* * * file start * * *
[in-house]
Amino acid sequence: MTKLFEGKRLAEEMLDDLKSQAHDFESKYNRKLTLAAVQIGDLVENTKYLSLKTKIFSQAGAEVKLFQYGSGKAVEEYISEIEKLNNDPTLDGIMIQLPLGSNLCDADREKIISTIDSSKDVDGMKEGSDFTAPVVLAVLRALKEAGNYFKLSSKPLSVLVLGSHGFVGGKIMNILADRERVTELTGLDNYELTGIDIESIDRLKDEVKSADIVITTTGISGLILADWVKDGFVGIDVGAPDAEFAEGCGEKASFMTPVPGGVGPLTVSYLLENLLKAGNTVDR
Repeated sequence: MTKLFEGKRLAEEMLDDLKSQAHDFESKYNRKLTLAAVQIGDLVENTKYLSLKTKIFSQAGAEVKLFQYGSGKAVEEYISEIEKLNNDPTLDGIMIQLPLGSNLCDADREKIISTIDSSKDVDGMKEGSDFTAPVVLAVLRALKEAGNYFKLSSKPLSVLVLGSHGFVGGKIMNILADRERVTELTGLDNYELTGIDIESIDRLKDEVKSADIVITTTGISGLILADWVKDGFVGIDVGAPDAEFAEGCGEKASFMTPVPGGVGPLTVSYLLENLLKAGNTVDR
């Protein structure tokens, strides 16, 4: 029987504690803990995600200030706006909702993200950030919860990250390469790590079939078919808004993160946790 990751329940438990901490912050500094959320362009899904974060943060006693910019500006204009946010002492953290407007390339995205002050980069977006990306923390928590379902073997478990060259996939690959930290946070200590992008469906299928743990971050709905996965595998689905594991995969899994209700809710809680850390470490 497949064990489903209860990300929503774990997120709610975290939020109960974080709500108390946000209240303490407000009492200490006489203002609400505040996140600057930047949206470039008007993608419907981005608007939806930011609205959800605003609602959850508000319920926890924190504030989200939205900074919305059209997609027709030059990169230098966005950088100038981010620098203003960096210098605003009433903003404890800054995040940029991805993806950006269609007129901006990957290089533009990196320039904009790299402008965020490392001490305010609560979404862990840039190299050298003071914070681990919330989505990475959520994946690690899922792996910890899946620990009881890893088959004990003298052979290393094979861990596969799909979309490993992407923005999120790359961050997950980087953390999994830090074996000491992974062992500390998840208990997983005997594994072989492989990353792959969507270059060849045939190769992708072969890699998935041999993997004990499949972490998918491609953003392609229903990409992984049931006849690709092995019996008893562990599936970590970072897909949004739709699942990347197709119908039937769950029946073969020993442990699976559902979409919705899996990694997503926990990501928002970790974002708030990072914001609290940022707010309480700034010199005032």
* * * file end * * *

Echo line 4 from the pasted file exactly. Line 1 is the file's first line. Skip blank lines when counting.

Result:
């Protein structure tokens, strides 16, 4: 029987504690803990995600200030706006909702993200950030919860990250390469790590079939078919808004993160946790 990751329940438990901490912050500094959320362009899904974060943060006693910019500006204009946010002492953290407007390339995205002050980069977006990306923390928590379902073997478990060259996939690959930290946070200590992008469906299928743990971050709905996965595998689905594991995969899994209700809710809680850390470490 497949064990489903209860990300929503774990997120709610975290939020109960974080709500108390946000209240303490407000009492200490006489203002609400505040996140600057930047949206470039008007993608419907981005608007939806930011609205959800605003609602959850508000319920926890924190504030989200939205900074919305059209997609027709030059990169230098966005950088100038981010620098203003960096210098605003009433903003404890800054995040940029991805993806950006269609007129901006990957290089533009990196320039904009790299402008965020490392001490305010609560979404862990840039190299050298003071914070681990919330989505990475959520994946690690899922792996910890899946620990009881890893088959004990003298052979290393094979861990596969799909979309490993992407923005999120790359961050997950980087953390999994830090074996000491992974062992500390998840208990997983005997594994072989492989990353792959969507270059060849045939190769992708072969890699998935041999993997004990499949972490998918491609953003392609229903990409992984049931006849690709092995019996008893562990599936970590970072897909949004739709699942990347197709119908039937769950029946073969020993442990699976559902979409919705899996990694997503926990990501928002970790974002708030990072914001609290940022707010309480700034010199005032």